My friend Ward is earning certification as a master gardener, and I couldn’t be happier for him. To become a master gardener, he must attend classes, take tests, write a research paper and volunteer for gardening hotline duties.
I, on the other hand, am a master gardener wannabe, which is similar just without all the busywork. To become a master gardener wannabe, one needs a super saver card to a 24/7 lawn and garden center and an underground sprinkler system.
When my husband and I moved into our Prairie Village ranch-style home 13 years ago, I was emphatic that the weed-strewn strip of dirt along our east-side chain-link fence be turned into a garden paradise. My vision was sheer genius. I would cultivate a perennial garden that celebrated every season of the year: spring’s pastels with columbine, azaleas and lilacs; summer’s firecracker colors with black-eyed Susans, and daylilies; fall’s jewel tones with sedum, purple sage and mums; and winter’s deep emerald hues with holly and evergreen.
My implementation was, if nothing else, consistent. I hoed, spaded, planted, watered, fertilized, weeded, mulched and prayed to Mother Earth. Times 13 years.
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“It’s not my fault,” I cried to my husband some time around Year Five. “We have too much shade and not enough sunshine. Our soil is clay and doesn’t drain!
The rabbits are eating everything!
My husband remained silent on the topic, which spoke volumes. I noticed, however, this didn’t stop him from pointing out every lovely and well-tended garden in the neighborhood while we were out walking the dog.
Even some not so well-tended. There were the raised beds overgrown with flowers and vegetables in the elementary school yard. Then there were the abandoned street islands near our home that produced the heartiest Knock Out roses I’ve ever seen. Finally, there was the side yard of coneflowers that were still putting up the good fight — even when decimated by a bulldozer razing one house in order to build another. All were more life-affirming than my sun-torched hostas and sun-starved peonies.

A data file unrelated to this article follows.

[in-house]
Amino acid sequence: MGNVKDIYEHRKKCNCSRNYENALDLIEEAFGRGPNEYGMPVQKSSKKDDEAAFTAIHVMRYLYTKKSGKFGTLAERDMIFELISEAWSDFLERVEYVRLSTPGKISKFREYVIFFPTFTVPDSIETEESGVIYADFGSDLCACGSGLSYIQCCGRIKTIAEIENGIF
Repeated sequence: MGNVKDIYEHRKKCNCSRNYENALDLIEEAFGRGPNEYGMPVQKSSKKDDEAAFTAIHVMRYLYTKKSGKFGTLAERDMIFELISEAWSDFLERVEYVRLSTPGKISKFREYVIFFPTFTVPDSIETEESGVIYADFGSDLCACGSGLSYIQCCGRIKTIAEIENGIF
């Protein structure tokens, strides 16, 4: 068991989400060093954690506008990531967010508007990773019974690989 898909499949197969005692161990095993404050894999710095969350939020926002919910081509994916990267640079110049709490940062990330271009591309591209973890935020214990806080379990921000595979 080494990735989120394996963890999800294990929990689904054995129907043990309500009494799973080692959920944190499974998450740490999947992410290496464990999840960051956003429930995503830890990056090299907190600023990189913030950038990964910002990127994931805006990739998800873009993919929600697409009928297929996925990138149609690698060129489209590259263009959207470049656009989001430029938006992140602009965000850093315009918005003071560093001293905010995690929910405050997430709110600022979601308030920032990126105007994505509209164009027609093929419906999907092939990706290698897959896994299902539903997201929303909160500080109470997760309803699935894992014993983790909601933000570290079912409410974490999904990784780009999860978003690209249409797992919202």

In a period of temporary insanity last summer, perhaps inspired by my friend’s new gardening credentials, I decided to enlarge my perennial garden. That’s right. Make it bigger. I moved my hostas to shady areas, replanted my peonies in sunny areas, fertilized my azaleas and mulched my astilbe. After a trip to the lawn and garden store, I completed the masterpiece with some annuals. I set the underground sprinkler on “Auto” and put my feet up.
I started planning the dinner party when I would invite Ward and others over for a casual outside dining experience that just happened to have a good view of my garden. I could hear the compliments rain down on me from the master gardener himself.
Before that could happen, however, my sister’s family from Wisconsin scheduled their annual visit. My sister and her husband are rehabbing a Victorian-style home along with a stunning garden that produces blueberries, rhubarb and vegetables galore.
As my brother-in-law and I toured my garden, I felt my chest swell with pride. Yes, 13 years, but it had been totally worth all the work, I said. And then came a question I did not expect.
“What were those?” he asked politely, pointing to some rabbit-nibbled stalks, species unknown. Suddenly, the rose-colored glasses were off.
But only for a brief moment. This lovely shaded spot would be perfect for leadwort, I thought, already planning my next trip to the lawn and garden store. You see, all gardeners regardless of their skill level share one common but important trait: eternal optimism. There’s always next growing season.
A few months later, my friend Ward presented me with a calla lily as a gift for proofreading his master gardening research paper on pear trellis rust. It brought tears to my eyes that he would think me worthy to care for this beautiful plant. Then he gave me its instructions:
“It requires full sun.
“Oh, and it needs well-drained soil.
“And be sure to protect it from rabbits.”
Laura Luckert lives and gardens in Prairie Village.
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